Back in the ’80s I bought books and scripts at Larry Edmonds Cinema and Theatre Bookshop, ate at The Musso & Frank Grill and the Formosa Cafe, saw movies at the Egyptian Theatre, the Cinerama Dome, and the Chinese Theatre, and went to concerts at the Hollywood Bowl, drove through Beverly Hills, rented equipment from Birns and Sawyer, and of course, walked many times down the Hollywood Walk of Fame. All things that you can still do today if you want to experience old Hollywood.

And if you really want to be trippy go see Once Upon a Time … in Hollywood at the Bruin Theatre in Westwood Village which is featured in the movie when Sharon Tate (Margot Robbie) goes to see the movie she’s in (The Wrecking Crew).  And if you want to go full Tarantino you can go watch Once Upon a Time … in Hollywood again at the New Beverly Cinema owned by Tarantino.  (Which is just one block off La Brea and around the corner from Pink’s Hot Dogs and where I went to film school—because all things are connected in Tarantino’s universe.)

Here’s another odd connection. When I was a fresh out of film school 16mm camera operator/editor for Motivational Media I once shot an interview with Kirk Cameron at the lesser known Warner Bros. Ranch in Burbank which is 32 acres full of Hollywood history dating back to the 1930s. That shoot was in 1987 when Cameron was a teenager and one of the stars of the TV show Growing Pains. Also appearing in episodes of Growing Pains was not only an up and coming actor named Leonardo DiCaprio, but a then unknown actor named Brad Pitt.

While living in Burbank director Paul Mazursky (Bob & Carol & Ted & Alice) once walked in front of my car and at crosswalk by the Warner Bros. lot, I walked on the set on The Johnny Carson Show (thanks to a security guard on one of my deliveries), and I saw director John Huston (The Searchers) in a wheelchair outside of FotoKem a few months before he died in 1987. (Actually the same facility where some of the post-production work was done on Once Upon a Time … in Hollywood.)

And one final touch of Hollywood history I experienced in Burbank was meeting Richard Farnsworth standing in line at a movie concession stand in the mid-’80s. He was best known then as an actor in The Grey Fox and The Natural, but he first spent 30 years as a Hollywood stuntman working on films like Red River, Gunga Din, Spartacus, Ben Hur and a whole bunch of TV westerns. (Farnsworth’s Oscar nomination for The Straight Story at age 79 and 167 days is still the record for the oldest Oscar nominee for Best Actor.)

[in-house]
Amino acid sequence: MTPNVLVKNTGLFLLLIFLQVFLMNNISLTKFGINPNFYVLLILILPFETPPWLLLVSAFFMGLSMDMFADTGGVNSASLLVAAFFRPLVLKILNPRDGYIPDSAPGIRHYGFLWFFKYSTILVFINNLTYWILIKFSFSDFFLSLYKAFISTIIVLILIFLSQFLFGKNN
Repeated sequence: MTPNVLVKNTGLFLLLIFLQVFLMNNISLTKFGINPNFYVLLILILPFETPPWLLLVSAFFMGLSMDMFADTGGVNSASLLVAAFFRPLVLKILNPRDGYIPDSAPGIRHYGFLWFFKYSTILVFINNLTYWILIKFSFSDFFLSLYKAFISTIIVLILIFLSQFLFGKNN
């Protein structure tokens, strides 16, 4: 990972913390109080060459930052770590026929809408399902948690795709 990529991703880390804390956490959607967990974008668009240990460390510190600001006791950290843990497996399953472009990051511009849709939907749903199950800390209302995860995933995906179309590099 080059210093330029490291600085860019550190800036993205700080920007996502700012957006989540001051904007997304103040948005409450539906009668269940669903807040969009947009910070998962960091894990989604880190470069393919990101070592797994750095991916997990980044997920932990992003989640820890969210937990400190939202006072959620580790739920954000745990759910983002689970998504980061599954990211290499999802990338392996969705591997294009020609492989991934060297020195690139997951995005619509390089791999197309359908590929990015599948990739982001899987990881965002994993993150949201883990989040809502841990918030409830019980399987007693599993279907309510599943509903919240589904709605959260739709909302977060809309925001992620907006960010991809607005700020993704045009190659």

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Because all things are connected in Quentin Tarantino’s world, notice that  the character Farnsworth plays just got released from San Quentin.

I think Farnsworth would have gotten a kick out of Once Upon a Time … in Hollywood. When I asked him if he was Richard Farnsworth he genuinely seemed pleased that I recognized him. I’m sure he saw plenty of Rick Dalton’s in his days—and probably felt like Rick Dalton when he was no longer needed to fall off a horse or drive a chariot.

P.S. Just last week I was watching Butch Cassidy and the Sundance Kid again and did a couple of screen grabs because I thought I could use them on a post about lighting. But Robert Redford and Paul Newman seem to fit in right here along side Pitt and DiCaprio.

“The theme [of  Butch Cassidy & the Sundance Kid] is times are changing, and you have to change with them—if you want to survive.”
William Goldman
Adventures in the Screen Trade

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Related posts:
Tarantino Gumbo Soup Film School
Star Wars Vs. Smokey and the Bandit (Remembering Burt Reynolds)
Sacred Land, Moving Pictures (post ends with a clip from Billy Jack) 
Writing ‘Butch Cassidy & the Sundance Kid’
‘The way I wrote…’ —Tarantino

 

Scott W. Smith